Don't look now, but the U.S. stock market may be headed for another royal smackdown with fears that first-quarter results will fail to show signs of an upturn for Corporate America.

Fledgling indications of a return to profitability by some of the biggest U.S. banks had helped fuel a March stock market rally. But as Alcoa Inc prepared to kick off the earnings season on Tuesday, expectations of disappointing results drove its shares down and served as a harbinger of what many believe lies in store for first-quarter results.

The S&P 500 slumped 19 percent in the first two months of 2009 as companies published their worst quarterly results in more than 80 years.

It didn't help that companies made their wretched fourth-quarter results even harder to swallow by following up with bleak forecasts for the year ahead, while others withdrew or refused to provide guidance, citing the unprecedented economic situation.

The S&P 500 rallied 8.5 percent in March, before stalling out this week, but a repeat of cautious or negative outlooks could throw cold water on hopes that the worst is past for the economy.

It is a potential speed bump for this rally, and I think the main reason that it could be is that investors have begun to price in improvement across the first quarter, said Jeff Kleintop, chief market strategist at LPL Financial in Boston.

The first quarter is going to be terrible but was it getting better as we got to the end of it? Does that paint a better outlook for guidance for the second quarter and maybe all of 2009?

First-quarter corporate earnings for S&P 500 companies are expected to decline by 36.7 percent, according to Thomson Reuters data. In comparison, fourth-quarter earnings slid by 67 percent.

Results in all 10 of the S&P's sectors are expected to fall this quarter. Last quarter, three sectors stayed above water, led by the health-care sector with 10.5 percent growth, followed by a gain in consumer staples, while the utilities was flat.

From a valuation perspective, stocks are a bit more expensive this time around. The S&P 500 is trading at 13.3 times expected earnings over the next 12 months, compared with 12.5 percent at the end of 2008.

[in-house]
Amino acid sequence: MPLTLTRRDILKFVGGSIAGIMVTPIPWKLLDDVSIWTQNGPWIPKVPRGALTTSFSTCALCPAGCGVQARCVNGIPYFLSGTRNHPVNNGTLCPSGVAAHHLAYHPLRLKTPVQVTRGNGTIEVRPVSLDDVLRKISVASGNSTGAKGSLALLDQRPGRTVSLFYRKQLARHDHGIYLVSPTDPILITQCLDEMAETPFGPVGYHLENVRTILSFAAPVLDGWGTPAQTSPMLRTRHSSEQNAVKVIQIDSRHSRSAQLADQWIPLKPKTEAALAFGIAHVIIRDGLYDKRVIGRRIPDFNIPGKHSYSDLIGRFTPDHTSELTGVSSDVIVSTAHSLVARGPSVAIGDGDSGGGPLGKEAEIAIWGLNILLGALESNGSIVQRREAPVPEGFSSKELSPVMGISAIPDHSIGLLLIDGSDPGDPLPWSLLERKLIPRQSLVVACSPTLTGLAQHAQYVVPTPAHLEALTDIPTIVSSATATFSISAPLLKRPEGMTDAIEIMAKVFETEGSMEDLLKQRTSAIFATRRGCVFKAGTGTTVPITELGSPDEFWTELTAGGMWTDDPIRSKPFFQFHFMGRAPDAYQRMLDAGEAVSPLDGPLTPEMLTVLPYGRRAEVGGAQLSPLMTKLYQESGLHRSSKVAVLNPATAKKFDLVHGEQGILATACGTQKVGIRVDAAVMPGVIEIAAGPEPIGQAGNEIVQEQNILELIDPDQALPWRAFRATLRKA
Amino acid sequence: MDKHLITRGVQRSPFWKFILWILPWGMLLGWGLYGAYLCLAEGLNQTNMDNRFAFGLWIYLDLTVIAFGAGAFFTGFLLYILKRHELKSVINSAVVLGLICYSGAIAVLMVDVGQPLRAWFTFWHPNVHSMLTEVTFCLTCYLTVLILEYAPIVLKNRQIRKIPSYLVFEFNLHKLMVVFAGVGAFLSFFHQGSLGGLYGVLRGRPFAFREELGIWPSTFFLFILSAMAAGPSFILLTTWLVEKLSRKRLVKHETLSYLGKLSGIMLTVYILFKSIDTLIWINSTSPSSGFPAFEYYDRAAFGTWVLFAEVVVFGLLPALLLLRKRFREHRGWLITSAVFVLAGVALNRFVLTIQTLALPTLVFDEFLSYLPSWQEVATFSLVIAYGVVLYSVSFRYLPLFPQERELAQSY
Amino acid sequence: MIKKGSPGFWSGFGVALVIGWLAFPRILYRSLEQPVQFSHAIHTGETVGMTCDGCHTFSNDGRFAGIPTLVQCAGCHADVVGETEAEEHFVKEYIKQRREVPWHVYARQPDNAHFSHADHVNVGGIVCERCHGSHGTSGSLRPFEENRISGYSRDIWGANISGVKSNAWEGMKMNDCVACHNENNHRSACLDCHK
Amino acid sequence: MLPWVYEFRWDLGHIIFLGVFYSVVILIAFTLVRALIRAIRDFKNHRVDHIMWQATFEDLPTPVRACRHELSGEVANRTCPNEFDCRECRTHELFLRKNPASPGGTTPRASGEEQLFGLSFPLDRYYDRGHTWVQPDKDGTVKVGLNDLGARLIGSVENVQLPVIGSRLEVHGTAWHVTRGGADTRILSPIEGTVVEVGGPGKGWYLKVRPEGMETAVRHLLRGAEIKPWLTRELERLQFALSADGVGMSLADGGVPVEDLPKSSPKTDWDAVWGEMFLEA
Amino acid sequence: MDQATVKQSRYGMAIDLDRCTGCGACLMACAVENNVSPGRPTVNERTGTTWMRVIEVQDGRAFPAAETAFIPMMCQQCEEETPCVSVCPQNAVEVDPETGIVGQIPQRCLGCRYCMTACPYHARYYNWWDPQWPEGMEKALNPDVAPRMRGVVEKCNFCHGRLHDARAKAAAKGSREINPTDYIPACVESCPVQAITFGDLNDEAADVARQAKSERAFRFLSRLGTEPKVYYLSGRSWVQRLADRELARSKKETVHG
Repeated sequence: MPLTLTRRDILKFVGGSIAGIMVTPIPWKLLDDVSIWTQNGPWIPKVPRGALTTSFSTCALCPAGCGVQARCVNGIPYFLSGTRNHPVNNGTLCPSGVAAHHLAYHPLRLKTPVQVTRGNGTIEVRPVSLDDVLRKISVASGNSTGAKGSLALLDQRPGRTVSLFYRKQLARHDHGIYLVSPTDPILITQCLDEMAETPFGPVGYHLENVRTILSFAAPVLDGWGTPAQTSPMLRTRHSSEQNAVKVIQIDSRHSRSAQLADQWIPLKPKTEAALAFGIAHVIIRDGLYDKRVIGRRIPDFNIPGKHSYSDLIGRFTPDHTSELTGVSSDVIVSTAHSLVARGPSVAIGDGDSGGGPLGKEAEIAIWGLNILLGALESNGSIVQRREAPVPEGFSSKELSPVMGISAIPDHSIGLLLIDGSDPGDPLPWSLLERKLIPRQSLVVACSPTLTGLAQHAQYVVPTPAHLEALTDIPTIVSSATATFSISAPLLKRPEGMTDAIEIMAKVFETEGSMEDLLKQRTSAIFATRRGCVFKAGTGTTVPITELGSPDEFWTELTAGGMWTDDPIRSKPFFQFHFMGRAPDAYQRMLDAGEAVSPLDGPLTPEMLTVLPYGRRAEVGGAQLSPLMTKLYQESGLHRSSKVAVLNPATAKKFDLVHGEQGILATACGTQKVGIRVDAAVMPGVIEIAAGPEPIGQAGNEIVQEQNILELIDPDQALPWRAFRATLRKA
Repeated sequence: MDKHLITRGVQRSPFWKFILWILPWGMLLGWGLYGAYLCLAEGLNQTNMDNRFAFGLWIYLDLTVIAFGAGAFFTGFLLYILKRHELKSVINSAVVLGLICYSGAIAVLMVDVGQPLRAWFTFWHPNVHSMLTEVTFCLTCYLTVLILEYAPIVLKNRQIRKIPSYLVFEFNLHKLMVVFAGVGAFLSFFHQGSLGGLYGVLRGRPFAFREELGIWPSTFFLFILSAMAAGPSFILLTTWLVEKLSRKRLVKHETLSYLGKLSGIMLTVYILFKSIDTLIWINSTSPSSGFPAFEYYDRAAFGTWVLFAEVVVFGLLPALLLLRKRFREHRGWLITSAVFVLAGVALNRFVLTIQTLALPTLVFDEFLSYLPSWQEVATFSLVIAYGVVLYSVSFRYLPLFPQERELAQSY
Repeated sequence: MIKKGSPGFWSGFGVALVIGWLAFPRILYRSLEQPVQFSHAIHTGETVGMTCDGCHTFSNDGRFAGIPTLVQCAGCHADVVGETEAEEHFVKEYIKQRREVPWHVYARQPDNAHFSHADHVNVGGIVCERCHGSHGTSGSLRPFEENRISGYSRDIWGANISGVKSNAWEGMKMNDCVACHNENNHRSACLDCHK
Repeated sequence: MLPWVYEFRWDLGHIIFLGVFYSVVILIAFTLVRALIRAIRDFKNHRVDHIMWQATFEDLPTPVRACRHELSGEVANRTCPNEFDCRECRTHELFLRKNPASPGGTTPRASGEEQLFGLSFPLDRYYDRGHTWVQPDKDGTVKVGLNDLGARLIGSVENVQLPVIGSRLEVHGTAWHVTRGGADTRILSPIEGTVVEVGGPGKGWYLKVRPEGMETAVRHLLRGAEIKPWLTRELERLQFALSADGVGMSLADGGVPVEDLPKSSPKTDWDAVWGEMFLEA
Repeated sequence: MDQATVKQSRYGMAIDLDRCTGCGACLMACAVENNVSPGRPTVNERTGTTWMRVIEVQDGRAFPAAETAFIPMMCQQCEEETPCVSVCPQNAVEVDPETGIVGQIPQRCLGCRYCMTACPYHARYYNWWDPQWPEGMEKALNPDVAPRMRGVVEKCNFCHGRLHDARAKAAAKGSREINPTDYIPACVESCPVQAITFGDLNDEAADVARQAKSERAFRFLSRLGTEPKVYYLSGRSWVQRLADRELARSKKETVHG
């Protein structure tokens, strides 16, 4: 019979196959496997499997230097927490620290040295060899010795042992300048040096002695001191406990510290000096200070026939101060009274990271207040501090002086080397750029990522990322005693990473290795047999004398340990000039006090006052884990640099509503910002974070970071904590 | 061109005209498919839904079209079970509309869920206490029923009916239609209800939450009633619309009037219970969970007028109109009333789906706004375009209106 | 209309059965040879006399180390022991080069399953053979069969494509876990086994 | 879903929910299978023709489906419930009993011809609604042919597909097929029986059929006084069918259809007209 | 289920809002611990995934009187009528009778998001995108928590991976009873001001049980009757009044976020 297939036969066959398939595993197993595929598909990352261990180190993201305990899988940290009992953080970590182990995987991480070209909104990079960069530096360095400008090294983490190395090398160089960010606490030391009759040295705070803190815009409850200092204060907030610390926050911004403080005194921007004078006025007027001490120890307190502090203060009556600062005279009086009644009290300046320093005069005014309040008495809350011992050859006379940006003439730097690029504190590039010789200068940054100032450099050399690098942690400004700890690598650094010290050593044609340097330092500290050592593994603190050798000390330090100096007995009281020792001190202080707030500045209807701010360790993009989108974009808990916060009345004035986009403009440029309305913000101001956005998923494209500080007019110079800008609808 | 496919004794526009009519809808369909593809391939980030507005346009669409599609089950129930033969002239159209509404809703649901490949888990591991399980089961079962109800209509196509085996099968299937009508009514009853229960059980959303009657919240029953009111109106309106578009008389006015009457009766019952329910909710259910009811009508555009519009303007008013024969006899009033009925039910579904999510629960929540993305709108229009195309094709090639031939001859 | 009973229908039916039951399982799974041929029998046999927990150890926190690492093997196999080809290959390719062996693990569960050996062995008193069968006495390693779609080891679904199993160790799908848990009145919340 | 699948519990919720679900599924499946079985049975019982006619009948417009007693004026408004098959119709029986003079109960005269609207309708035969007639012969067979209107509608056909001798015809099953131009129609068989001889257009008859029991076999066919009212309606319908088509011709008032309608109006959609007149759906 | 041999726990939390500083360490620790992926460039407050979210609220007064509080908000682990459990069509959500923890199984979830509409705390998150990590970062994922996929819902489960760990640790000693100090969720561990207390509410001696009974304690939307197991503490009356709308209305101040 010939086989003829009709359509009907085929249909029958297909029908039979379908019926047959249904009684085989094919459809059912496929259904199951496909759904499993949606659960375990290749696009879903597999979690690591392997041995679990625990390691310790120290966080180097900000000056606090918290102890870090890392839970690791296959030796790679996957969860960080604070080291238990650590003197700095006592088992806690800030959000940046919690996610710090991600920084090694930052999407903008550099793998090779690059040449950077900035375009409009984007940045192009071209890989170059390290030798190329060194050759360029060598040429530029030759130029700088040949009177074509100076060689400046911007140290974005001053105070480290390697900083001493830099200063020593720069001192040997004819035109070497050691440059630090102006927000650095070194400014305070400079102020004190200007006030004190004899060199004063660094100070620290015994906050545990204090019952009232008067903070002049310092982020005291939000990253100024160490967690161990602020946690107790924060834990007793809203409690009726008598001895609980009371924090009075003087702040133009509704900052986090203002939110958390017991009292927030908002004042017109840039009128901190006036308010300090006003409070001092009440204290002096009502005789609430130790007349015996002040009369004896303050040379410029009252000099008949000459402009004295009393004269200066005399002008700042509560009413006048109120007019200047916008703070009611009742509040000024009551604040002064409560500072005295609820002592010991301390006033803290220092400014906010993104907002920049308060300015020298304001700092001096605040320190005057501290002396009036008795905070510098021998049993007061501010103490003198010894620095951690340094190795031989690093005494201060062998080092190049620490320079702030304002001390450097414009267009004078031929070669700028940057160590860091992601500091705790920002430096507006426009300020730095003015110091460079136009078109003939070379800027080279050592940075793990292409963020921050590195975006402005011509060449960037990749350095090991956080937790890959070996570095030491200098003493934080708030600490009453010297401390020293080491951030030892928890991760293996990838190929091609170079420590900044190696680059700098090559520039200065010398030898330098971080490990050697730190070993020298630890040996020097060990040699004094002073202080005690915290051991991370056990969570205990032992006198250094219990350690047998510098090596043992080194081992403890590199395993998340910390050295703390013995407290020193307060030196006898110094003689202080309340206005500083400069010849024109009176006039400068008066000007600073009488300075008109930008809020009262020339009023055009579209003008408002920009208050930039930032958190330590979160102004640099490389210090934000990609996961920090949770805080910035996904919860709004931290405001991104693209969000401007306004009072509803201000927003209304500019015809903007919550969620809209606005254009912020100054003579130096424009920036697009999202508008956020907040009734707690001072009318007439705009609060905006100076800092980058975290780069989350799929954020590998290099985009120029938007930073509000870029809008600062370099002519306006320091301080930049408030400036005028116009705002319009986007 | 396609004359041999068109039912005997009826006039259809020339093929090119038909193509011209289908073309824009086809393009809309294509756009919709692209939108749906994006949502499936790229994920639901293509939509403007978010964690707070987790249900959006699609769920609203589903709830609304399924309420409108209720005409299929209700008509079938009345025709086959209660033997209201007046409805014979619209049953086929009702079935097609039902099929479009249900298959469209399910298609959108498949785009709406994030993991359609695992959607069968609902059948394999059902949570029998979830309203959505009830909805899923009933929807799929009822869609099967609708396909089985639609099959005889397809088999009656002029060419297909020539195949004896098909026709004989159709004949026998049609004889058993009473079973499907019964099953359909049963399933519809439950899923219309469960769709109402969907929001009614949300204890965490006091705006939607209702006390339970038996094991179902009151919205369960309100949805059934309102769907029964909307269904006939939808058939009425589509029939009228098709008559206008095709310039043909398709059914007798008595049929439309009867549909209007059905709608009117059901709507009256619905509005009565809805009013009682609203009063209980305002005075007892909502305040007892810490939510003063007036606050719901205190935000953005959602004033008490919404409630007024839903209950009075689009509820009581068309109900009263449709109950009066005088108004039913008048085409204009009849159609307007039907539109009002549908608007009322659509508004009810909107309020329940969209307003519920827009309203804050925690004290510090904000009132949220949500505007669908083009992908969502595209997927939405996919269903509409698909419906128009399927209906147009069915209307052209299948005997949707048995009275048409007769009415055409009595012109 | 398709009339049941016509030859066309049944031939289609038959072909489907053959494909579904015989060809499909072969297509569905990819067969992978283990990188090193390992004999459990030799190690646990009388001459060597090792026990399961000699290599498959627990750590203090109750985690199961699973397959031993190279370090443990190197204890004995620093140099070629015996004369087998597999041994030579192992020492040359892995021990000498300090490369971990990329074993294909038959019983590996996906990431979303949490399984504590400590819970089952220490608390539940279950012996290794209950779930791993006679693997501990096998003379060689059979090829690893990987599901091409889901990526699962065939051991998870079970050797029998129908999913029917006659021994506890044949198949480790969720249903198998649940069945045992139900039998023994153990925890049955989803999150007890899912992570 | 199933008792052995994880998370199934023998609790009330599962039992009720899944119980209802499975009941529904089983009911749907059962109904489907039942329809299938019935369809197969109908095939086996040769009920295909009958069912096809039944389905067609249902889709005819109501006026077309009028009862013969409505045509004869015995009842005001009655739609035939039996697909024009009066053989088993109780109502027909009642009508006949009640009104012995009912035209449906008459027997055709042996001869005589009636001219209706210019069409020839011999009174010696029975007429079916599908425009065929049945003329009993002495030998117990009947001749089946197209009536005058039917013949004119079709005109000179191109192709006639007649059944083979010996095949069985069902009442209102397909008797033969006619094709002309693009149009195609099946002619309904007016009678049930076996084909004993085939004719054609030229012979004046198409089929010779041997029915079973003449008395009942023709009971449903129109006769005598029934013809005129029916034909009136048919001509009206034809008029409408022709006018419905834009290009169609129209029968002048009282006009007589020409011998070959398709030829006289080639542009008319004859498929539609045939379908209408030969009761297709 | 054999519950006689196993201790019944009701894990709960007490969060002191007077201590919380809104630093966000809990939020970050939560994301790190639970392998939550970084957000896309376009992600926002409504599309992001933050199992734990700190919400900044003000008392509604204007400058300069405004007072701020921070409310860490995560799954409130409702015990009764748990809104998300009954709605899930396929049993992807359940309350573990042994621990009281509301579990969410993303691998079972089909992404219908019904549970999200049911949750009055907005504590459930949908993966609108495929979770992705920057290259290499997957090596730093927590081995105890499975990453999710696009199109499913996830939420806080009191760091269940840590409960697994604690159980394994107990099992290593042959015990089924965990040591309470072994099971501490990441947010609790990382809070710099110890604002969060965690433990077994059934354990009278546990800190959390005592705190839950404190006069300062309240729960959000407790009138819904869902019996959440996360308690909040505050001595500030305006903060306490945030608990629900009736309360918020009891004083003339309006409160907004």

The valuations you see today are not stretched in any way, in my opinion, but they certainly don't offer the attraction that they did two months ago, said Kurt Brunner, portfolio manager at Swarthmore Group in Philadelphia, Pennsylvania.

Some market watchers are optimistic stocks have put in a bottom as recent retail and housing data have shown green shoots that the economy is stabilizing and are hoping profits will surprise skeptics to the upside. Others, however, fear the rally will prove a product of oversold conditions rather than any real underlying improvement.

As well as the encouraging economic data, comments from major U.S. banks including Citigroup and Bank of America that they had been profitable in the first two months of the year fueled the March rally.

Analysts have said that the struggling sector, which is at the heart of the economic crisis, will have to lead the market back up and investors will be watching for signals that the worst is past.

Investors will be willing to give companies the benefit of the doubt on depressed earnings for the first quarter but they're certainly going to be looking for some guidance that the companies have some optimism and visibility as to what's coming next down the road, said Dean Curnutt, president of Macro Risk in New York.

To that end, if you look at the financial sector as still 10 percent of the overall S&P market cap, its ability to avoid further write-downs in a lot of these toxic assets is going to be an important part of their first-quarter earnings.

Banks typically write down assets at the end of a quarter, making investors wary of surprises still lurking on their balance sheets. In addition, the chief executive of JPMorgan Chase , Jamie Dimon, said at the end of last month that March was a little tough.

Another area of interest will be health care, which has become one of the biggest sectors on the S&P as investors have been drawn to its defensive nature, typically seen as performing better during a recession than its more cyclical peers.

While the group is expected to see a decline in earnings compared to the same quarter a year ago, it is still expected to outperform the rest of the market, falling just 3.1 percent.

But Kleintop noted that the sector could be hurt by uncertainty of what impact U.S. President Barack Obama's health care plan will have on company profits.

Forecasting future profitability for many of these firms, particularly HMOs, but it certainly applies to pharmaceuticals as well, is very unclear as we move forward and that uncertainty is going to hang over that sector despite relatively resilient earnings results, said Kleintop.